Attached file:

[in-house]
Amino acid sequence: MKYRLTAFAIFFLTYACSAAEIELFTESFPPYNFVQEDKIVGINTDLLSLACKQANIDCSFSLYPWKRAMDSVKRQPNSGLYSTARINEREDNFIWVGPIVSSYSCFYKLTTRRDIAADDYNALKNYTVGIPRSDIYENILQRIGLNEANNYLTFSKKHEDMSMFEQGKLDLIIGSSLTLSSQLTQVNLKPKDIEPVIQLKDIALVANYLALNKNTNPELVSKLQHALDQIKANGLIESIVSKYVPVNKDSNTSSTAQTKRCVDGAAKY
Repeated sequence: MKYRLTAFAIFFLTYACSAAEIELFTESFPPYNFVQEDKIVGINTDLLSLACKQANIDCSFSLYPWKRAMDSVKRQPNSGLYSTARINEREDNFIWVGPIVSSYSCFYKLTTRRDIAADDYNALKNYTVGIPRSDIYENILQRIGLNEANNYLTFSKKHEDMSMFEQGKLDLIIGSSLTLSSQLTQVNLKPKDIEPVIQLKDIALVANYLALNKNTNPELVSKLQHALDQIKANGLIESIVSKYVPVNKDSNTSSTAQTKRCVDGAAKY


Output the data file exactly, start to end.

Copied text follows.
[in-house]
Amino acid sequence: MKYRLTAFAIFFLTYACSAAEIELFTESFPPYNFVQEDKIVGINTDLLSLACKQANIDCSFSLYPWKRAMDSVKRQPNSGLYSTARINEREDNFIWVGPIVSSYSCFYKLTTRRDIAADDYNALKNYTVGIPRSDIYENILQRIGLNEANNYLTFSKKHEDMSMFEQGKLDLIIGSSLTLSSQLTQVNLKPKDIEPVIQLKDIALVANYLALNKNTNPELVSKLQHALDQIKANGLIESIVSKYVPVNKDSNTSSTAQTKRCVDGAAKY
Repeated sequence: MKYRLTAFAIFFLTYACSAAEIELFTESFPPYNFVQEDKIVGINTDLLSLACKQANIDCSFSLYPWKRAMDSVKRQPNSGLYSTARINEREDNFIWVGPIVSSYSCFYKLTTRRDIAADDYNALKNYTVGIPRSDIYENILQRIGLNEANNYLTFSKKHEDMSMFEQGKLDLIIGSSLTLSSQLTQVNLKPKDIEPVIQLKDIALVANYLALNKNTNPELVSKLQHALDQIKANGLIESIVSKYVPVNKDSNTSSTAQTKRCVDGAAKY